September 23, 2008
36-Pointy, Tidewater Semibold Hea A Stinker of a Show
By RICK BENTLEY
By Rick BentleyMcClatchy Newspapers
SUNDAY NIGHT'S telecast of the 60th Annual Emmy Awards set a new standard for awards shows. You could take every elephant Ringling Bros. and Barnum & Bailey circus owns, feed them rancid chili and spoiled boiled eggs for a month, and they could not create a bigger stinker.
It wasn't who won the awards. The Emmy voters correctly heaped praise on "John Adams,""Recount,""Mad Men" and "Damages." There were few categories where the most worthy did not shine.
But draped around the awards, like an infected fungus, were the idiotic opening, the rambling acceptance speeches in the first 90 minutes and a musical number that could have killed a career.
And it all started in the opening moments when the Television Academy of Arts and Sciences bowed down to Oprah Winfrey. They allowed the daytime talk show host to open the program by doing a stilted reading of a speech about why we need television. You think Winfrey could at least fake that she cares. The speech went beyond self-indulgent to completely boring.
The academy decided to spotlight this year's new category of outstanding host for a reality or reality-competition program by letting Ryan Seacrest, Tom Bergeron, Howie Mandel, Heidi Klum and Jeff Probst be the co-hosts. They were a disaster. No, wait. A disaster is the Titanic sinking. This was as if the Hindenberg slammed into the Titanic and the whole mess fell on the Great Chicago Fire. That's not exactly right, but pretty close.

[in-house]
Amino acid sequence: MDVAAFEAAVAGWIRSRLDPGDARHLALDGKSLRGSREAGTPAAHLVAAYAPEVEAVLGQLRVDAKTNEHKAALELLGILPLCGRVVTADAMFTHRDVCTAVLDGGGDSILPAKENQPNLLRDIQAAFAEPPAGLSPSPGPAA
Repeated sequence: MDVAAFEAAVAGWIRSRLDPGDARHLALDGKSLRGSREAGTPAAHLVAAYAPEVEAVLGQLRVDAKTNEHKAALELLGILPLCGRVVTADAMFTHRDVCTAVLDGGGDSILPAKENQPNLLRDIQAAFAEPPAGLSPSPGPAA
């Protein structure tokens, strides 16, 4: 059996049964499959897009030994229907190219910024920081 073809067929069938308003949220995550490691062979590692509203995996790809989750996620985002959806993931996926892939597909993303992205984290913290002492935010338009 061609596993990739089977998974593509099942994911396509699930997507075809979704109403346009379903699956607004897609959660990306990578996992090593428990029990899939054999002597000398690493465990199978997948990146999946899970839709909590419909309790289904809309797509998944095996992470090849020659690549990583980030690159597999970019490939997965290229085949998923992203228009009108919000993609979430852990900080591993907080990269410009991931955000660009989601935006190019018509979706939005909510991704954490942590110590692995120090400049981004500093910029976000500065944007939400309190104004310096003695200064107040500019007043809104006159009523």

For what seemed like an eternity, Seacrest, Mandel and Probst babbled about not having anything written to say. Mandel kept repeating, "This is no bit."
Well, duh. If it had been a bit it would have been cut at the first rehearsal. The only saving grace was the look on Bergeron's face. It was that look Dexter gets just before he takes a life. And Klum just looked lost. She might have been trying to establish an alibi.
At least Jeremy Piven, who picked up this third consecutive Emmy for his work in "Entourage," said what everyone was thinking. When his acceptance speech started to wander he said, "What if I just kept talking for 12 minutes? That was the opening."
It got worse.
Lines written for guest presenters were so bad, even the presenters started making fun of them. "The Late Late Show Host" Craig Ferguson quoted Don Rickles, who sarcastically said, "Let's read the funny lines they have written for us." For Ferguson that meant a fake speech about how much he respected fellow presenter Brooke Shields. She responded by asking if Ferguson's hand was on her buttock. That was a good whiff of failure.
The night was supposed to be a tribute to 60 years of television. It ended up being a reminder that people grow old. Tom Smothers stayed onstage so long the awards show was behind its scheduled three-hour run time after 30 minutes.
Timing was so bad that 10 awards were handed out in 90 minutes. The other 19 were presented in the final 90 minutes.
That meant Paul Giamatti, one of the best actors working today, had to rush through his acceptance speech for Emmy for outstanding lead actor in a miniseries or movie for the powerful "John Adams."
But there was plenty of time for five "Laugh-In" cast members to remind us that the comedy variety show worked because of crisp timing. Alan Sues, now 82, was a ball of energy when he did "Laugh- In" in the late 1960s and early '70s. It was painful to watch him struggling with the few lines he had in this bit.
And then there was Josh Groban. The singer certainly has found a following with his adult contemporary style of music, but Groban should never sing a Will Smith tune. That was just one of the spine- hurting moments in a musical montage of television themes. The themes were written for a wide range of voices.
Groban made it all sound like elevator music.
Originally published by BY RICK BENTLEY.
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